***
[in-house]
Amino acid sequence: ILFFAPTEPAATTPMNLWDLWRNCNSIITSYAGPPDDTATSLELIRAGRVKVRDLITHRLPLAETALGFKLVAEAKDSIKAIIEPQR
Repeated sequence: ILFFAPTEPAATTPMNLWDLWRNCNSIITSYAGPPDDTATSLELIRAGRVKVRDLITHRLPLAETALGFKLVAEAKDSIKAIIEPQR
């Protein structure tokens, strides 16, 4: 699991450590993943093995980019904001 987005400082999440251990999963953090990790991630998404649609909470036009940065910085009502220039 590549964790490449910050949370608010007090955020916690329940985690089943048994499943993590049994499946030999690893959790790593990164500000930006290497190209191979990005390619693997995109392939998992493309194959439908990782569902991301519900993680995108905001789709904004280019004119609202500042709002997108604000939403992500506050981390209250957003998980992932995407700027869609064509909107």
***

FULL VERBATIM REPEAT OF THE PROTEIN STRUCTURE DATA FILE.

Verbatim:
[in-house]
Amino acid sequence: ILFFAPTEPAATTPMNLWDLWRNCNSIITSYAGPPDDTATSLELIRAGRVKVRDLITHRLPLAETALGFKLVAEAKDSIKAIIEPQR
Repeated sequence: ILFFAPTEPAATTPMNLWDLWRNCNSIITSYAGPPDDTATSLELIRAGRVKVRDLITHRLPLAETALGFKLVAEAKDSIKAIIEPQR
């Protein structure tokens, strides 16, 4: 699991450590993943093995980019904001 987005400082999440251990999963953090990790991630998404649609909470036009940065910085009502220039 590549964790490449910050949370608010007090955020916690329940985690089943048994499943993590049994499946030999690893959790790593990164500000930006290497190209191979990005390619693997995109392939998992493309194959439908990782569902991301519900993680995108905001789709904004280019004119609202500042709002997108604000939403992500506050981390209250957003998980992932995407700027869609064509909107």